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Alpaca Training

 
 
 

December 1, 2004 . Training for Beginners

 
 

Alpaca Training
We have just started out a new business with alpacas and are very inexperienced. We have a herd of four, two younger females and their cria. Our Alpacas are uncomfortable with people, cannot be
caught easily and do not like to be touched. We recently received them from someone with a huge herd in which they were handled only when necessary. My question is, where should I start in their handling and training to have the best outcome for both the alpacas and us?



Alpaca Training

Join the club. Most alpacas are uncomfortable with people. Primarily because most people still grab their alpacas by the neck. The good news is that when you stop grabbing them they will settle down very quickly.

My suggestion is that you begin with your barn design. I wrote an article which is posted on my website titled "Let your Facilities do your Training for You". There is perhaps no better way to create a sense of safety for your animals than a well designed barn and pasture arrangement. Time spent
organizing your facilities with non forceful handling in mind is time much better spent than time chasing and wrestling with your animals.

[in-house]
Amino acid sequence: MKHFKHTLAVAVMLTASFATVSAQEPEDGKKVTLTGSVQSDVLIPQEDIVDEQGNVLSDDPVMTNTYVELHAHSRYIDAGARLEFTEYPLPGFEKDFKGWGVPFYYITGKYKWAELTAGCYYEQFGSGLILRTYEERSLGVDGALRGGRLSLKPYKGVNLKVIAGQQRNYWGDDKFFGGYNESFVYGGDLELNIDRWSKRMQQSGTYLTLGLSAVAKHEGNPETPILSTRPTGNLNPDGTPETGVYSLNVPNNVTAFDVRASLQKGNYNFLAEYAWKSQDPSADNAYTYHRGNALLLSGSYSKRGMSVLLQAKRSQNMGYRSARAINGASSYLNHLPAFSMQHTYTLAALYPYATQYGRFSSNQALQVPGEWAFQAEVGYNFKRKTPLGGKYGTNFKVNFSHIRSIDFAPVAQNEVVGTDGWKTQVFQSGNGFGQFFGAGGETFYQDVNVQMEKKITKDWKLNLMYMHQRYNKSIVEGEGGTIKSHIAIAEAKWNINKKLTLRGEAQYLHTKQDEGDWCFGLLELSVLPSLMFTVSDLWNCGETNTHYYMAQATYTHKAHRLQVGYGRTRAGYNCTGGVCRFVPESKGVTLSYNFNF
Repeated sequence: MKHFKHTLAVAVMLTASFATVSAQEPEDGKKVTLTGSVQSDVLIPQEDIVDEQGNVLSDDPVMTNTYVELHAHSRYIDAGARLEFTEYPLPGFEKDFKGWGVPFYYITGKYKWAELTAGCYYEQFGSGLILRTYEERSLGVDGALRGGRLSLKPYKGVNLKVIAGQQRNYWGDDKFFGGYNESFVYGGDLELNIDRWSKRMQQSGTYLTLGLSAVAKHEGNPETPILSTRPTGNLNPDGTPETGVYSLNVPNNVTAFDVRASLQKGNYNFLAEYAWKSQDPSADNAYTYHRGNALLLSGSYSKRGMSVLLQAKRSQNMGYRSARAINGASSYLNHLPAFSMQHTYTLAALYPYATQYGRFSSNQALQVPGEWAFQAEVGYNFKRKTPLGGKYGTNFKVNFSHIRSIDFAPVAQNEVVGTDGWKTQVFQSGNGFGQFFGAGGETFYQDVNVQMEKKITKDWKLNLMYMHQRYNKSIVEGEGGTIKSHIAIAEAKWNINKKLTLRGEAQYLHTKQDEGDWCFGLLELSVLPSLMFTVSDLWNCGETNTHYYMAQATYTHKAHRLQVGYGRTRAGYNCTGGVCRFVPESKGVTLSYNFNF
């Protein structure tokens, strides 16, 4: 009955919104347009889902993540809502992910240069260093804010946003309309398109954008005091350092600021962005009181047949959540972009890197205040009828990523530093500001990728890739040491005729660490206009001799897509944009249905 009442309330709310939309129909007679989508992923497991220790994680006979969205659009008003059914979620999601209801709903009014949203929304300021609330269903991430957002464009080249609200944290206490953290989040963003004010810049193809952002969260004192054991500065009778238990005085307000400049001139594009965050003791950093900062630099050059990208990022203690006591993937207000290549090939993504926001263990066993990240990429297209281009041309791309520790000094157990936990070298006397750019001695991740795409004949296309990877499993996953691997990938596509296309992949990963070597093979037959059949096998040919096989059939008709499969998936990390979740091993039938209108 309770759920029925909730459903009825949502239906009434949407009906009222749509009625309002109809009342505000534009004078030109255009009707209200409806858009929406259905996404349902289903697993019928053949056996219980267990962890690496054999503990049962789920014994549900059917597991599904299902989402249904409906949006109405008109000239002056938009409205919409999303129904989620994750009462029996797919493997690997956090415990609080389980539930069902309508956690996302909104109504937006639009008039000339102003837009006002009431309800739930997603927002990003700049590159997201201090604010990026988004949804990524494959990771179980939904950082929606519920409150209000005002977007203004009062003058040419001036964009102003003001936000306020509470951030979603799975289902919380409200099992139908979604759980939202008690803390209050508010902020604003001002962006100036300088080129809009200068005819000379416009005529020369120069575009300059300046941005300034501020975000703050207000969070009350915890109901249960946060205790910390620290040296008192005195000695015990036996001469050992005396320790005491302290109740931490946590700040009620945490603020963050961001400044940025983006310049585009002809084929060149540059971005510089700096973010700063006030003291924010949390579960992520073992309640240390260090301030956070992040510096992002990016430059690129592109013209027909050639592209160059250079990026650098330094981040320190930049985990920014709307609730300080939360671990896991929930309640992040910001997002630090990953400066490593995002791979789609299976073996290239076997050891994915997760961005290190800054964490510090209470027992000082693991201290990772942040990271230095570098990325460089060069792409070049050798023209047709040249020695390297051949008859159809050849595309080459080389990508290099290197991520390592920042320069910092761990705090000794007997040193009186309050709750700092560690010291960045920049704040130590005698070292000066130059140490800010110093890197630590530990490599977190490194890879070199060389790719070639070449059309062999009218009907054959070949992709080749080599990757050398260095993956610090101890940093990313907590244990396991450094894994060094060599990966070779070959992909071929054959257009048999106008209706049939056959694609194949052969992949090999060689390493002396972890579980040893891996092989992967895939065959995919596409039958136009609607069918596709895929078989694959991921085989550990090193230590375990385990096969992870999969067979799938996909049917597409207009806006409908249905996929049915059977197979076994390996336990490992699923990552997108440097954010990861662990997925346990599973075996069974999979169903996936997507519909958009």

You should be able to call or herd all your animals into a small contained catching area so that they never worry about being grabbed when you are just visiting in the pasture with them. Don't reach out and touch your alpacas when you are just walking amongst them. We think we will "desensitize" them by repeated touching in fact with frightened nervous animals we only teach them to stay further away from us. Only touch your alpacas in the catch pen after you have caught them with a rope and then touch them on the side you are standing on instead of reaching around the neck.

Reaching around the neck is guaranteed to make your alpaca nervous; too much like being grabbed and held. Put yourself in their place. They feel as if they are in an alien environment—they don't speak the language and they don't know what is going to happen next. Do your best to behave consistently and
safely and they will love you for it.

More on a step by step training program is available in "The Camelid Companion"

Marty

 

 

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